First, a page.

Home  »  Memoirs of the Life of Colonel Hutchinson  »  Appendix XIV: A Discovery of the Treacherous Attempts of the Cavaliers to Have Procured the Betraying of Nottingham Castle

Lucy Hutchinson (1620–1681). Memoirs of Colonel Hutchinson. 1906.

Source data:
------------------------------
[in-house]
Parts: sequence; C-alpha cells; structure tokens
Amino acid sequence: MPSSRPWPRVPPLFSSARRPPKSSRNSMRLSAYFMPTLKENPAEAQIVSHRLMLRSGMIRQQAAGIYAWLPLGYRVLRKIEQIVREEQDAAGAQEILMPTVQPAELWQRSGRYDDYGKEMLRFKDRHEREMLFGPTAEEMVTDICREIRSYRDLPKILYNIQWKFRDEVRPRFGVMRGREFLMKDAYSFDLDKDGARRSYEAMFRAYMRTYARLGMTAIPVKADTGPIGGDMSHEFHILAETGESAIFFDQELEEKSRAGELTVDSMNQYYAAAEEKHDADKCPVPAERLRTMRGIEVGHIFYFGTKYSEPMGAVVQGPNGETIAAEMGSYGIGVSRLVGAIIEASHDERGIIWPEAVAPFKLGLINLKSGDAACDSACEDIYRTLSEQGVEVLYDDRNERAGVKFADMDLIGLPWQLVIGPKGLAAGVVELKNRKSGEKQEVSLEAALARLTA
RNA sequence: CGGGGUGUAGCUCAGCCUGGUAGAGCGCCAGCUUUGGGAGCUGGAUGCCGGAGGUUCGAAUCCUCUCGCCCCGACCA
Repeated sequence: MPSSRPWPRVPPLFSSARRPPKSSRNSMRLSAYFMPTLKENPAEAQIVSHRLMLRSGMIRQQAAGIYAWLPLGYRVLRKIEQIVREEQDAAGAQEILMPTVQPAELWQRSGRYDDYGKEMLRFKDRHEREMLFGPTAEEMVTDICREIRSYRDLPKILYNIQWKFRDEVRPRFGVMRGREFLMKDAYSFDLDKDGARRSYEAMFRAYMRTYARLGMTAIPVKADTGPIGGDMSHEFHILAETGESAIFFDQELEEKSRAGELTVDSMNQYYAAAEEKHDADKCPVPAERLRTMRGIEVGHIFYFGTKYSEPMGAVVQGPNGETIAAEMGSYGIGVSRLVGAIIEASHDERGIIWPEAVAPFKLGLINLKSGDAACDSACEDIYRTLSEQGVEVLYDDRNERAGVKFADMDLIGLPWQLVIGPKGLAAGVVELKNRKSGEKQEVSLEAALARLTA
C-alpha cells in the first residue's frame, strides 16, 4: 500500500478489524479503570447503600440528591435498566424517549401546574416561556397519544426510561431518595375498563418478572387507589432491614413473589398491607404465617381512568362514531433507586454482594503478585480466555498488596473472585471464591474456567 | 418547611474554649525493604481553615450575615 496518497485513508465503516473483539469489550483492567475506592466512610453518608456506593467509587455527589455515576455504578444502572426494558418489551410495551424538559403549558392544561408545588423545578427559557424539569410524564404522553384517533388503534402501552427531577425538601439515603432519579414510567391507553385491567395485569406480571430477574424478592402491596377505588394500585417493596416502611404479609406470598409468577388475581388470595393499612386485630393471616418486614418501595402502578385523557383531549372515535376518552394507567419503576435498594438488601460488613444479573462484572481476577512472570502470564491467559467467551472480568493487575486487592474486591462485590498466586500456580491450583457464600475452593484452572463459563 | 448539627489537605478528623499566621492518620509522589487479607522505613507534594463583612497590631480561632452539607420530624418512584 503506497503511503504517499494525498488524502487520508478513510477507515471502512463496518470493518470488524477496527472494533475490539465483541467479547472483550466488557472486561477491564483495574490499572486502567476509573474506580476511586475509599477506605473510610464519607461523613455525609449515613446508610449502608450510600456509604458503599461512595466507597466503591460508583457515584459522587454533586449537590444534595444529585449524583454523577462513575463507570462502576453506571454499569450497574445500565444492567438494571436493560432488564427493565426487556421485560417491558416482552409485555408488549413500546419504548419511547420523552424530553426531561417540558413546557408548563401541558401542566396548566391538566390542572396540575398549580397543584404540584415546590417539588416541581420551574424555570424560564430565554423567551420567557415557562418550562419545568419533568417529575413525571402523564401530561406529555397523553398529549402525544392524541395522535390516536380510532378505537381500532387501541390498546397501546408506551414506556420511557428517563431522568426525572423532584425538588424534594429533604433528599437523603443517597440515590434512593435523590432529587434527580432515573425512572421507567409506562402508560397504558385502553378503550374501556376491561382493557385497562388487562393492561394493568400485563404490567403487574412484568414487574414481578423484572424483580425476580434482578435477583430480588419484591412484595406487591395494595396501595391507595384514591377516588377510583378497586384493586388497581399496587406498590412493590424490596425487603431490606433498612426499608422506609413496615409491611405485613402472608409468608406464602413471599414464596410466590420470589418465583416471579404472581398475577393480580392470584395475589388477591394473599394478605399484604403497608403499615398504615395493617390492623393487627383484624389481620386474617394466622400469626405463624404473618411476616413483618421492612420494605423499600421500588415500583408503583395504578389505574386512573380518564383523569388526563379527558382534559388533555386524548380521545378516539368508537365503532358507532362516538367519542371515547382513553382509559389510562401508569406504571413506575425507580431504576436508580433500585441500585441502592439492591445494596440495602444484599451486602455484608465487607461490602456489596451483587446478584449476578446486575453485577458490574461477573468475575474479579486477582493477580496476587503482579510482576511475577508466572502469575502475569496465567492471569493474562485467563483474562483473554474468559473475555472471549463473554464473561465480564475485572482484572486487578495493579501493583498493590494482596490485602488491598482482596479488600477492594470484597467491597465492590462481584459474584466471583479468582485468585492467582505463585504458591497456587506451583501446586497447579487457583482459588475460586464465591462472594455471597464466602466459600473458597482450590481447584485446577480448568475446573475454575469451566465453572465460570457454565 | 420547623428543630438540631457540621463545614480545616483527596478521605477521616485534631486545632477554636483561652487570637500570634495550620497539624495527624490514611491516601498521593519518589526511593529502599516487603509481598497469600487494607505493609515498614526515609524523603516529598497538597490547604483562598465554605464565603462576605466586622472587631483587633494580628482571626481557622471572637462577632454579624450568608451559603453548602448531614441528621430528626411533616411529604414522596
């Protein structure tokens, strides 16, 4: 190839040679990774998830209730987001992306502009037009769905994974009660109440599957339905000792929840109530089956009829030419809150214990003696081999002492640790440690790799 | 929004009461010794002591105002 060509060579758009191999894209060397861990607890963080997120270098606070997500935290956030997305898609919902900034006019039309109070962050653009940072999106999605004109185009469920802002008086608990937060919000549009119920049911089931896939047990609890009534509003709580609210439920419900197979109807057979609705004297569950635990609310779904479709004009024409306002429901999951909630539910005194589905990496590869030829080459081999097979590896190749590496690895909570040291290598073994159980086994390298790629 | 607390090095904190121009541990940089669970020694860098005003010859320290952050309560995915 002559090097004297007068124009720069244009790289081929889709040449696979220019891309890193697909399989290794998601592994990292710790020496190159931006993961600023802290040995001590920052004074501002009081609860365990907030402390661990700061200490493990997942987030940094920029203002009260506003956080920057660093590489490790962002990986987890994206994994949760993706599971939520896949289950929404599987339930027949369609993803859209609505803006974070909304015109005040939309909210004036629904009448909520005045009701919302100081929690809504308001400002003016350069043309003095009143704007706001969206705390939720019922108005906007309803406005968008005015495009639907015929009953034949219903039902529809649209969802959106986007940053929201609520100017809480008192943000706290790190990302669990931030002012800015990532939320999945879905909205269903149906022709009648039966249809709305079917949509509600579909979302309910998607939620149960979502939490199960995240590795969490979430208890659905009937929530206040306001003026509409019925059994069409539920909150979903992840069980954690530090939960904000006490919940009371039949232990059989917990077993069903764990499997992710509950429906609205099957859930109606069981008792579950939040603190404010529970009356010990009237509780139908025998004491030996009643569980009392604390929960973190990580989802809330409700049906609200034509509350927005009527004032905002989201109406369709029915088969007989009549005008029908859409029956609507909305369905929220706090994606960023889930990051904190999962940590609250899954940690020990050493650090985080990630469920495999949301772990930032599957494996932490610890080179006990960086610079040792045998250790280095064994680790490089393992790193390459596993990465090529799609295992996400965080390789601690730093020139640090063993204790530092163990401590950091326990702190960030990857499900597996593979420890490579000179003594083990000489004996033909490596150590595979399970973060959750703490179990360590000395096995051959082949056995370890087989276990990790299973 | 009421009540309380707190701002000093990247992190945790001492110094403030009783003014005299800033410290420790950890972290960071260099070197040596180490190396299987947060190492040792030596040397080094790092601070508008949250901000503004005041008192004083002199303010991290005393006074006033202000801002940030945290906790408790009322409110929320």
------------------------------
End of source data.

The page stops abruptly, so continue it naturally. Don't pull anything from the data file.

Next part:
Appendix XIV: A Discovery of the Treacherous Attempts of the Cavaliers to Have Procured the Betraying of Nottingham Castle

Expressed in a letter sent to Mr Millington, and four more at the same time.